Barefoot College was set up in 1972 in Tilonia, a village in Rajasthan, one of India’s largest, driest and poorest states. Its success has prompted the Asian Development Bank and other organizations to fund barefoot startups in African countries such as Cameroon, Gambia and Sierra Leone.
 Why should I be aware of this?
The Barefoot College identifies the poor, rural jobless and unemployable youth who have been unable to finish their formal education and have returned to their villages as dropouts. These very individuals are trained to be "barefoot" doctors, teachers, engineers, architects, designers, metal workers, IT specialists and communicators. This system does not consider educational degree important when it comes to developing people. Simple confidence-building methods and hands-on training are relied upon to achieve results.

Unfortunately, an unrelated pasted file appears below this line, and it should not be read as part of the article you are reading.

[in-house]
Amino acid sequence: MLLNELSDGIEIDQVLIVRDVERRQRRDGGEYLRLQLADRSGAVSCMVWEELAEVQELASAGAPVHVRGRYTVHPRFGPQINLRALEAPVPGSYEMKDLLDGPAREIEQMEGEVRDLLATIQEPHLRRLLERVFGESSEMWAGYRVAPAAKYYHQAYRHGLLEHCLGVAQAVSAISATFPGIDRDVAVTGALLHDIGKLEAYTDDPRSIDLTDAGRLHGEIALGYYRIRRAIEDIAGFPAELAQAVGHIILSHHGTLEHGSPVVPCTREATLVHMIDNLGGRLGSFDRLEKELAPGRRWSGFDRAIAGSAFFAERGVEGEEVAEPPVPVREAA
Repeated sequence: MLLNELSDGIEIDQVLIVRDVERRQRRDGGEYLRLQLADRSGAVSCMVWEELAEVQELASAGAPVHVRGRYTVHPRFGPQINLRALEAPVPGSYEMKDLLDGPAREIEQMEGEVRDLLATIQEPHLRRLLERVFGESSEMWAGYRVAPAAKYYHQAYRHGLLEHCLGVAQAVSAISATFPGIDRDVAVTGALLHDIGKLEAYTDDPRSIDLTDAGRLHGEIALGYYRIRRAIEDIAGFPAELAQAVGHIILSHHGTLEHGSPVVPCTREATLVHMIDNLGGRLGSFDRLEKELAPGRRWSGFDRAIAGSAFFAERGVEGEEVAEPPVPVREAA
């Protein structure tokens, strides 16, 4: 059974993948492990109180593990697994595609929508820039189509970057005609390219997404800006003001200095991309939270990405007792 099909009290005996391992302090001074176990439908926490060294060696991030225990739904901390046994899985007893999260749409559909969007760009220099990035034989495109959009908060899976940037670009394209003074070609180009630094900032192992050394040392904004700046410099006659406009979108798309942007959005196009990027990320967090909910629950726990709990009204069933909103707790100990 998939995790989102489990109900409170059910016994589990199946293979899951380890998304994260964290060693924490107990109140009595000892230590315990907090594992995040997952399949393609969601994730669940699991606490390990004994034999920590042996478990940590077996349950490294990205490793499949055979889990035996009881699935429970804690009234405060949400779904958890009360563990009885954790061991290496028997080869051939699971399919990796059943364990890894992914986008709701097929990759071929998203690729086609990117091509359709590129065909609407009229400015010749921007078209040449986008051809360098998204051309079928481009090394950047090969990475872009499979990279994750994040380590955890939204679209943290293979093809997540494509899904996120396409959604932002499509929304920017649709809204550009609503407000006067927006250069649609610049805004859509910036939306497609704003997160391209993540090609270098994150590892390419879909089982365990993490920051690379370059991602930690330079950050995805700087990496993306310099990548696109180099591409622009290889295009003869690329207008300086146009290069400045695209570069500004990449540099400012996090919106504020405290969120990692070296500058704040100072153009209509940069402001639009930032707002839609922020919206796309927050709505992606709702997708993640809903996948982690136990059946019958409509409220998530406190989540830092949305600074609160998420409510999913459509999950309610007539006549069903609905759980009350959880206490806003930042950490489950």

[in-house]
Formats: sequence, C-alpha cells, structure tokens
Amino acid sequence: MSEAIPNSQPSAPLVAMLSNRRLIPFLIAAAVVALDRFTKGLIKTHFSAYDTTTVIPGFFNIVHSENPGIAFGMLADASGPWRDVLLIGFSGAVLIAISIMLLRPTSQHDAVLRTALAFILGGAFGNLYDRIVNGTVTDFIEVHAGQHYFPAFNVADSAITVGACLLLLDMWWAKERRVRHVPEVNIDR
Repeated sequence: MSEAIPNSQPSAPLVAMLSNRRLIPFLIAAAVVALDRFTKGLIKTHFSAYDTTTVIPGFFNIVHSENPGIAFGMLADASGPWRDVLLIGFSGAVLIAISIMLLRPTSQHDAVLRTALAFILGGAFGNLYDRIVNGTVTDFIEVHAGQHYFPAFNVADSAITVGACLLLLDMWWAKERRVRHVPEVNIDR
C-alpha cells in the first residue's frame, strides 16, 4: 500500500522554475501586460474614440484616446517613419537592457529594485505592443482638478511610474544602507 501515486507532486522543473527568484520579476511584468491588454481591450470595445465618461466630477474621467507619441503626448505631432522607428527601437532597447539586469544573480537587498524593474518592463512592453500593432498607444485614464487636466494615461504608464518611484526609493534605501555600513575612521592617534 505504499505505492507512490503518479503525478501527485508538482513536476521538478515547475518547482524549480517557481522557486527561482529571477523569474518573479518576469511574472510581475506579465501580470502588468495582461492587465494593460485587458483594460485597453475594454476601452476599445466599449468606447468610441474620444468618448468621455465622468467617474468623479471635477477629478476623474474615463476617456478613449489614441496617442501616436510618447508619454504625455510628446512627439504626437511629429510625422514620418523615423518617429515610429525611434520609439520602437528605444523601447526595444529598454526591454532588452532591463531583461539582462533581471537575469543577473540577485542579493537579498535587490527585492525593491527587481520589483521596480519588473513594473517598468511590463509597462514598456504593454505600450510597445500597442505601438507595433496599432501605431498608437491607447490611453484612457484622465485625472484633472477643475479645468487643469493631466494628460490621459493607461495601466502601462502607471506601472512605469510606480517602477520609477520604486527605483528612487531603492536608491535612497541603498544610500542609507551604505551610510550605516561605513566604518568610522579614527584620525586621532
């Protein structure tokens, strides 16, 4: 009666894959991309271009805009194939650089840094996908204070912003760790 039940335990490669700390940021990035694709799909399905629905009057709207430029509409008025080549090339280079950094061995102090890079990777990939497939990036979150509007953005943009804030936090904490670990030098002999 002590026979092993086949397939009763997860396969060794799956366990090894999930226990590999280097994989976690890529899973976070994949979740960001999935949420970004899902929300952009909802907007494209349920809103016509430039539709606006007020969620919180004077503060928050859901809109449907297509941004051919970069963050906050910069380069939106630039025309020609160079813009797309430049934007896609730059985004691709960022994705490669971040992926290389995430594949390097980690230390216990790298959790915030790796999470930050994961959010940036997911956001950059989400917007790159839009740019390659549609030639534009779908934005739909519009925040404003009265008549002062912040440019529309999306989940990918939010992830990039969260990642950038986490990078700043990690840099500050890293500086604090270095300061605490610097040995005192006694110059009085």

Barefoot college is based on the belief that rural communities posses the wisdom and skill to identify and solve their own problems. The Barefoot College sets out to impart informal, non-structured, on-the-job practical training till such a time that the community develops the confidence and competence to handle their problems without outside help.
 All about Barefoot College
When Chennamma and Yelamma “enrolled” in the Barefoot College they were stone crushers. And Kalavati and Zayda were house maids. Today they are barefoot solar engineers who have learned to fabricate, wire, and set up solar energy equipment. They are among the group of “barefoot engineers” from poor rural backgrounds who have been trained in construction, installation, and maintenance of everything from solar panels to rainwater collection tanks at the Barefoot College and are now harnessing solar power to electrify villages in India, Afghanistan and Ethiopia.